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Tsvetana Paraskova

Tsvetana Paraskova

Tsvetana is a writer for Oilprice.com with over a decade of experience writing for news outlets such as iNVEZZ and SeeNews. 

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Morgan Stanley: New Oil Discovery Could Spur China’s Shale Boom

Petrochina crude storage

A PetroChina test oil well at a shale field in western China could finally mean a strong commercial potential for shale oil for the first time in the world’s top crude importer, according to Morgan Stanley.  

PetroChina achieved a daily production rate of 100 tons of oil, or 733 barrels, from the Jimsar oil field in the western Xinjiang province, which suggests that shale drilling could finally have a true commercial potential in China, Bloomberg quoted a Morgan Stanley note as saying.

“We believe the Jimsar shale oil discovery is likely to trigger China’s shale oil revolution,” Morgan Stanley analyst Andy Meng wrote in the report.

The potential for more drilling would likely increase capex for shale this year and benefit onshore oilfield service companies, the investment bank said.   

The shale boom in China, however, would be just a fraction of the U.S. shale revolution—Morgan Stanley expects Chinese shale oil production could be 100,000 bpd-200,000 bpd by 2025, which is nothing compared to the millions of barrels of oil pumped in the U.S. every day. According to EIA estimates, the seven key shale regions in the U.S. produced 8.117 million bpd in January, and a 62,000-bpd increase is expected for February.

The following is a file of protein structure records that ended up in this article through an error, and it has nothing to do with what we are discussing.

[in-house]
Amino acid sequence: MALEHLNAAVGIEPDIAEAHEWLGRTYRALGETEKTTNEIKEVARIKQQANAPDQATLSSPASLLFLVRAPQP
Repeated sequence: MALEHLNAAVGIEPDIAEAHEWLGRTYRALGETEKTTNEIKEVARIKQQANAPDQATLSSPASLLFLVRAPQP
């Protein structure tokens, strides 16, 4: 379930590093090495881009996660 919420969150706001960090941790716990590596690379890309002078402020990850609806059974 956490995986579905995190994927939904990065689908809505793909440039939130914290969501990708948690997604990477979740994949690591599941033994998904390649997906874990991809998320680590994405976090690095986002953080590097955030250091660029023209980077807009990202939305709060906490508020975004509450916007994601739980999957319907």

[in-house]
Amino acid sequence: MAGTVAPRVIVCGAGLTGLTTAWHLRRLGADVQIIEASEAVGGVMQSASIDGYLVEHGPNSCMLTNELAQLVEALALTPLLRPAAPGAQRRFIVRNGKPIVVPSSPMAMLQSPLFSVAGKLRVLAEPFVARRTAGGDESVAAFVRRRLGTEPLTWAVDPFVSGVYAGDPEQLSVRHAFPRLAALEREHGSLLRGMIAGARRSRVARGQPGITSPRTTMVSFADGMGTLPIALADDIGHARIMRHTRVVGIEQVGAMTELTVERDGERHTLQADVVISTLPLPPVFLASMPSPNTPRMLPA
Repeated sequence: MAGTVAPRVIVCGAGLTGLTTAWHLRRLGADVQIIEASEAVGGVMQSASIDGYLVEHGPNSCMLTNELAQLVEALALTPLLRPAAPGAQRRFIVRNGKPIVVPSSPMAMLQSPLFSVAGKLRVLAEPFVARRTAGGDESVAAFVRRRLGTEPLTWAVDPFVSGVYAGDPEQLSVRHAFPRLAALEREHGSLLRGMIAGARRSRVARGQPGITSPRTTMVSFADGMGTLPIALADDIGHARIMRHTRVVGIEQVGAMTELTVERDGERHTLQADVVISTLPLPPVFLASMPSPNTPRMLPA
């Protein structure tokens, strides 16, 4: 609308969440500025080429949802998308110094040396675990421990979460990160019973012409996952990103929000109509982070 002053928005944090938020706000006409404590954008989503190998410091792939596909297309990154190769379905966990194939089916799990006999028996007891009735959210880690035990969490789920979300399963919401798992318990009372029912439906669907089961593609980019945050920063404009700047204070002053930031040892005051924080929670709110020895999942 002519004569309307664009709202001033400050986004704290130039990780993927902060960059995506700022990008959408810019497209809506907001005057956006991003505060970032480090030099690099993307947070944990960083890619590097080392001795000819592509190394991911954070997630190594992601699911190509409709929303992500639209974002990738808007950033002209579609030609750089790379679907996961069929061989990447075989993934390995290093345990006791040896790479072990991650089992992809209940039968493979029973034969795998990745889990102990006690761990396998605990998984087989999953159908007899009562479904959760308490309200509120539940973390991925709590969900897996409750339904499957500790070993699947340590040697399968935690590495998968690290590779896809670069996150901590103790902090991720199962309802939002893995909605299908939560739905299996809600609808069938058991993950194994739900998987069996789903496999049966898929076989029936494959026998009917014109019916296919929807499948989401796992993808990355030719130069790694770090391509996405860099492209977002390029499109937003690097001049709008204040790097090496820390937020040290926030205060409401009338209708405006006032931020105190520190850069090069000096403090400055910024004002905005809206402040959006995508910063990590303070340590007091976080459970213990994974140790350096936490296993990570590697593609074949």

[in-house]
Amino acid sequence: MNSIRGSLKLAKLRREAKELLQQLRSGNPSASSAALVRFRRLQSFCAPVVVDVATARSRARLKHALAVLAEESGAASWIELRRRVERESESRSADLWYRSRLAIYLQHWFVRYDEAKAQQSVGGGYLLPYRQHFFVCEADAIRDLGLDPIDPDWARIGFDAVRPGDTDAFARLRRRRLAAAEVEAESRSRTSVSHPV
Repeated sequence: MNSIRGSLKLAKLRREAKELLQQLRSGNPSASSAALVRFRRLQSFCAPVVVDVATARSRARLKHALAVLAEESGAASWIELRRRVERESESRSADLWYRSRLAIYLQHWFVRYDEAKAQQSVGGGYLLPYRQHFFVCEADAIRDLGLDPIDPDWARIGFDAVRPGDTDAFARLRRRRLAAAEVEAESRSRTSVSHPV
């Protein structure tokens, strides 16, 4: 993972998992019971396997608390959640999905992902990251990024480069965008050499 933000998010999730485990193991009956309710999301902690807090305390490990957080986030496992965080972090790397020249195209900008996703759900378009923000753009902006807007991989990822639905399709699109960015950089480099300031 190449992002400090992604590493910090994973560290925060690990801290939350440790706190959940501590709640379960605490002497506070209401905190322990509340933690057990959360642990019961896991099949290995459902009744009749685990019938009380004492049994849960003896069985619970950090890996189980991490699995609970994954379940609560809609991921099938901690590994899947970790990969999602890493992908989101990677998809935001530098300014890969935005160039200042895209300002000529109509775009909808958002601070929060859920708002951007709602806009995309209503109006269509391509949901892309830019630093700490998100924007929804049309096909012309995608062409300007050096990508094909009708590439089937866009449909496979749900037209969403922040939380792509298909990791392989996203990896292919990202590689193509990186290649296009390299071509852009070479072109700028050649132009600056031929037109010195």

China’s biggest energy producers have started to tap more tight oil and gas wells recently, aiming to increase domestic oil and natural gas production at the world’s largest crude oil importer.

As part of a government push to boost domestic energy supply, China National Petroleum Corporation (CNPC) and Sinopec are raising investments to increase local oil and gas production and are accelerating drilling at tight oil and gas formations in western China, the companies said last year.

Oil demand continues to grow in China, while domestic production has been declining in recent years due to the depletion of mature conventional oil fields. This has led to additional—and costly—imports, making China the world’s largest crude oil importer. Chinese President Xi Jinping has ordered the state-held companies to boost domestic production of oil and gas, and firms are starting to follow the policy.

By Tsvetana Paraskova for Oilprice.com

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